I had an insurance scrutiny appointment a few years ago, and the random gyn they sent across Australia to interview me, demanded to rummage around in my pelvis after a two hour conversation in which I explained all my medical notes, showed laparoscopic photographs of frozen pelvis etc etc. It was an awful, painful examination during which he said [significant point: whilst his two fingers were inside of me pressing against extremely painful endo sites] 'this must be awful for your husband. How does he cope?'

Farrk this sheeeeet.

Here's a relatively recent controversy on sex pain: Dr Drew on endo:

'These are what we call sort of functional disorders. Everything you mentioned, everything you mentioned, are things that actually aren’t discernibly pathological. They’re sort of — they’re what we call ‘garbage bag disorders,’ when you can’t think of anything else, you go ‘eh, well it’s that.’ So it then makes me question why is she so somatically preoccupied that she’s visiting doctors all the time with pains and urinary symptoms and pelvic symptoms, and then that makes me wonder, was she sexually abused growing up?'

The two men on talkback justify their shitty treatment to the caller, and the angry responses of endo sufferers that ensued, by describing and gaslighting the whole re-hash of the original conversation. It's just such a needy exchange to backpedal from intense, dismissive assholery. And 'sorry if I offended anyone' which is just bullshit. Calling upset callers 'twats' and aggressively calling chronic pain sufferers 'endometriosis lady womps' and whiners. You watch this conversation and you get exactly why this is a fucked up discourse about female sexual pain. Two assholes who crap on about how they're just delivering a free show [getting paid themselves] and the host gets to tell callers to 'suck my balls' if they don't like it.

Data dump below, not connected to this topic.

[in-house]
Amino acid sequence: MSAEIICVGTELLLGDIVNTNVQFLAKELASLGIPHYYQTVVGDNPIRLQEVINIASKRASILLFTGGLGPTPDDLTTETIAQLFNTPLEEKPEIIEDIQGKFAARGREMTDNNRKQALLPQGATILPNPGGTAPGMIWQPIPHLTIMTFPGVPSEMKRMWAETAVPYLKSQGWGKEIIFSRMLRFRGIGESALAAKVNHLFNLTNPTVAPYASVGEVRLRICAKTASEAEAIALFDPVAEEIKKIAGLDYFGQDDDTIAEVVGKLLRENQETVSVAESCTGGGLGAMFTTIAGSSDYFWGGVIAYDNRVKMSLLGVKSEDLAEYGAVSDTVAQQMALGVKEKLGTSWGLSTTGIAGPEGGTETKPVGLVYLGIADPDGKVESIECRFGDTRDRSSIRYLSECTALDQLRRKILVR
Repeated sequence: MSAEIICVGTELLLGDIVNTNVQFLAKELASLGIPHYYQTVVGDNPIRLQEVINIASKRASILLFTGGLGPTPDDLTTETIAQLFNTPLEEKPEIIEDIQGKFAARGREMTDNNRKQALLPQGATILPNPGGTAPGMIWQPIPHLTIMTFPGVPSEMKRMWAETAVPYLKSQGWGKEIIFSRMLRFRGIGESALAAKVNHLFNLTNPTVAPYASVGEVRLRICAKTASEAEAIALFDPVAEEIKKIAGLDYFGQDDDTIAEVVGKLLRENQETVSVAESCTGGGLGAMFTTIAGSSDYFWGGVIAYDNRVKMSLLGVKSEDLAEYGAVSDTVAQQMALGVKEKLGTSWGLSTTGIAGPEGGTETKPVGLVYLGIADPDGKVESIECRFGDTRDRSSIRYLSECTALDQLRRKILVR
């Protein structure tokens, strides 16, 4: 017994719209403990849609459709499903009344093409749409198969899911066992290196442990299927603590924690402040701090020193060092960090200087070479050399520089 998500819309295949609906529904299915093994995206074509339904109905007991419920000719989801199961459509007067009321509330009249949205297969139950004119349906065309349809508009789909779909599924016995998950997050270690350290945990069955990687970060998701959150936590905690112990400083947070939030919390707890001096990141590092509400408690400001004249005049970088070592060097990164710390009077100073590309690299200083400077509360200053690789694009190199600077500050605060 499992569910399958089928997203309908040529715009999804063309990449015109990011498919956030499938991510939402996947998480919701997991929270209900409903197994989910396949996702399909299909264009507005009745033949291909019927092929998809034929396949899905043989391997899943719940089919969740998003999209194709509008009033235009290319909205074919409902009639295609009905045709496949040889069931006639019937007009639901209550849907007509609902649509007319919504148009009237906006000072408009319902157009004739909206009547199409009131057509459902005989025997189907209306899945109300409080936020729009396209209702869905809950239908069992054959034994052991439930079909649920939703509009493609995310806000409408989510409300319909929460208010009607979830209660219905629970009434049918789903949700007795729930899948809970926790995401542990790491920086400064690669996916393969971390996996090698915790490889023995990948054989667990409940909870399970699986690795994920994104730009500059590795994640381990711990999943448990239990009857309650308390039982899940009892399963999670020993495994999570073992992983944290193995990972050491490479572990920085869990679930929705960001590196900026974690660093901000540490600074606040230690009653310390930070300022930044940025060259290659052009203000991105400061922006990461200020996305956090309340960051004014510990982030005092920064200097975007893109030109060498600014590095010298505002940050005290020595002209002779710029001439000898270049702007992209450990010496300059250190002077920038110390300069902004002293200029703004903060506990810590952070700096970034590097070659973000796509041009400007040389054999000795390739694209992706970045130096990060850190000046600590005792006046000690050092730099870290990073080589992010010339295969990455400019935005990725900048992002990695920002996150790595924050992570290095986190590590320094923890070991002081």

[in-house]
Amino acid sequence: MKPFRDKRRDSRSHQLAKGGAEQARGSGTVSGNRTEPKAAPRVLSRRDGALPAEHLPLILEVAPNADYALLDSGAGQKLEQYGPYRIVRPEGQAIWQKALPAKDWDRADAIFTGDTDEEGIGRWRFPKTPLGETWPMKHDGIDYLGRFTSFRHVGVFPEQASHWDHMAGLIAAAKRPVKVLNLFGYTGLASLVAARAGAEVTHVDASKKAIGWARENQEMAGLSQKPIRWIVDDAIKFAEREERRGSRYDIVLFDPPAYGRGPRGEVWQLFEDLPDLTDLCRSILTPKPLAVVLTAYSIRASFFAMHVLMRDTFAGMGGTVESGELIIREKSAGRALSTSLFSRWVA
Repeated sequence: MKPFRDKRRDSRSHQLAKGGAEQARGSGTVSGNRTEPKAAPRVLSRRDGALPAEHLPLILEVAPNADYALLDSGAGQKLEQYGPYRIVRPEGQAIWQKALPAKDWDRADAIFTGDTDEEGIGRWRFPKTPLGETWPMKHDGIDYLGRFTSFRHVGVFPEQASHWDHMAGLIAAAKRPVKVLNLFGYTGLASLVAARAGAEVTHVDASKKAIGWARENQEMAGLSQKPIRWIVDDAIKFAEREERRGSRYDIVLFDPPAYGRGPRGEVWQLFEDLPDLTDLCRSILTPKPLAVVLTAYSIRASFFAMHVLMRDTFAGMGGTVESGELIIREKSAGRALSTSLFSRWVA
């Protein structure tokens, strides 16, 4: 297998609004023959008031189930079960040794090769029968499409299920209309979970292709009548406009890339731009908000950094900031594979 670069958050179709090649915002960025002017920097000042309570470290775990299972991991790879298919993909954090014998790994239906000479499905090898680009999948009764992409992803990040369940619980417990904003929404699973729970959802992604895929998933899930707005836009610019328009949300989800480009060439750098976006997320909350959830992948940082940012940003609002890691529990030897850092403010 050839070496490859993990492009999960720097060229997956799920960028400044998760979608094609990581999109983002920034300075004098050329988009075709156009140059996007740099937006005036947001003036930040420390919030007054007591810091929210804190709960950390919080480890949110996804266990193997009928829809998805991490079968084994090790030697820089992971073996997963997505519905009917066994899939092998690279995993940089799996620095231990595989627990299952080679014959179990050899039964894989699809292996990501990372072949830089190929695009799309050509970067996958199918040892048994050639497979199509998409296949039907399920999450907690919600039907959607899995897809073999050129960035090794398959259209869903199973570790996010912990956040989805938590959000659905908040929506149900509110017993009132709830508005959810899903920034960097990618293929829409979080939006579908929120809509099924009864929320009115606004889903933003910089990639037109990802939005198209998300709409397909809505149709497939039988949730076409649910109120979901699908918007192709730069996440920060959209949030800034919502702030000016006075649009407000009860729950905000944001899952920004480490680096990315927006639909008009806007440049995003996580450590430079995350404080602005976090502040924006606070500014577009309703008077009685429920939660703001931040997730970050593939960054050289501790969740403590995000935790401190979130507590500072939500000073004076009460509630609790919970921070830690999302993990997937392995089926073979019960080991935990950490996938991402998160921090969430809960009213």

That's what happens over and fucking over with women reporting pelvic pain and dyspareunia. So ha ha, NdGT, lol, your dumb tweet.
posted by honey-barbara at 10:48 PM on March 15, 2016 [11 favorites]




Vote for whoever you want to vote for, of course, but a vote for Trump is a vote for bigotry.

You can say whatever you want to say, but there will be consequences. If you say you support Trump and are going to vote for him, you will be perceived as a racist by many people.

Additionally, I saw NDGT at the University of Washington five or so years ago. It was awesome. Seriously, it was great. His whole point was "scientific progress is slowing down and it's our responsibility to urge politicians and leaders to not let that happen." But it wasn't condescending, or even remotely atheistic-evangelistic.

During the Q&A he addressed questions from a Christian kid who wanted to be a scientist, and was incredibly gracious and kind, pointing out that it's important to have your beliefs but not bend your beliefs to conform to evidence. But that you could be a Christian and a scientist and that was OK.

I haven't tracked him at all since that speech so this is all really shocking, but that sort-of-equivocating for Trump just ... it seems so contradictory.
posted by Tevin at 2:41 PM on March 16, 2016 [2 favorites]